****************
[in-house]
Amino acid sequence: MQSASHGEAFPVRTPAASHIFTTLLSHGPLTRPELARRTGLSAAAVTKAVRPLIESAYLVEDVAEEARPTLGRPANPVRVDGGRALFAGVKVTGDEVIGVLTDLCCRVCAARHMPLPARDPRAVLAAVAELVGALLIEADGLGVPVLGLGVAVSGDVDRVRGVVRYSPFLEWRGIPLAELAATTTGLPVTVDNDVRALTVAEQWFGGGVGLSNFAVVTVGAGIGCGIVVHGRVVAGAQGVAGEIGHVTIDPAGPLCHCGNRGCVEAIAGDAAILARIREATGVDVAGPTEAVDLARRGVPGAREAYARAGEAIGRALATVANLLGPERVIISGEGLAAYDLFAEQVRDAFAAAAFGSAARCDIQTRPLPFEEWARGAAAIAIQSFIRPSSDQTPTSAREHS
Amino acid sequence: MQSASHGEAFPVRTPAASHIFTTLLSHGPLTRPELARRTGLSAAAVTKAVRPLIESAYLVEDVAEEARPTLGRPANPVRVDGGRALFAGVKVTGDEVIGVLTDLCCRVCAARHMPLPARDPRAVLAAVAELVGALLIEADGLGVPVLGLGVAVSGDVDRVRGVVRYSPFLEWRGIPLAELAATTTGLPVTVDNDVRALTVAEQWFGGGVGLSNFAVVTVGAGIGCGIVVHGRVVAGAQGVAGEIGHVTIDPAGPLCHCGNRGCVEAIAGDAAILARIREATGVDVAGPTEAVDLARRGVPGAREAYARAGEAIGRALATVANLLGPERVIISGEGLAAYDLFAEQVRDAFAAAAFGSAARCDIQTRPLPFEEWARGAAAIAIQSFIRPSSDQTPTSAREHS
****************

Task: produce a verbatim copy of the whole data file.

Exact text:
[in-house]
Amino acid sequence: MQSASHGEAFPVRTPAASHIFTTLLSHGPLTRPELARRTGLSAAAVTKAVRPLIESAYLVEDVAEEARPTLGRPANPVRVDGGRALFAGVKVTGDEVIGVLTDLCCRVCAARHMPLPARDPRAVLAAVAELVGALLIEADGLGVPVLGLGVAVSGDVDRVRGVVRYSPFLEWRGIPLAELAATTTGLPVTVDNDVRALTVAEQWFGGGVGLSNFAVVTVGAGIGCGIVVHGRVVAGAQGVAGEIGHVTIDPAGPLCHCGNRGCVEAIAGDAAILARIREATGVDVAGPTEAVDLARRGVPGAREAYARAGEAIGRALATVANLLGPERVIISGEGLAAYDLFAEQVRDAFAAAAFGSAARCDIQTRPLPFEEWARGAAAIAIQSFIRPSSDQTPTSAREHS
Amino acid sequence: MQSASHGEAFPVRTPAASHIFTTLLSHGPLTRPELARRTGLSAAAVTKAVRPLIESAYLVEDVAEEARPTLGRPANPVRVDGGRALFAGVKVTGDEVIGVLTDLCCRVCAARHMPLPARDPRAVLAAVAELVGALLIEADGLGVPVLGLGVAVSGDVDRVRGVVRYSPFLEWRGIPLAELAATTTGLPVTVDNDVRALTVAEQWFGGGVGLSNFAVVTVGAGIGCGIVVHGRVVAGAQGVAGEIGHVTIDPAGPLCHCGNRGCVEAIAGDAAILARIREATGVDVAGPTEAVDLARRGVPGAREAYARAGEAIGRALATVANLLGPERVIISGEGLAAYDLFAEQVRDAFAAAAFGSAARCDIQTRPLPFEEWARGAAAIAIQSFIRPSSDQTPTSAREHS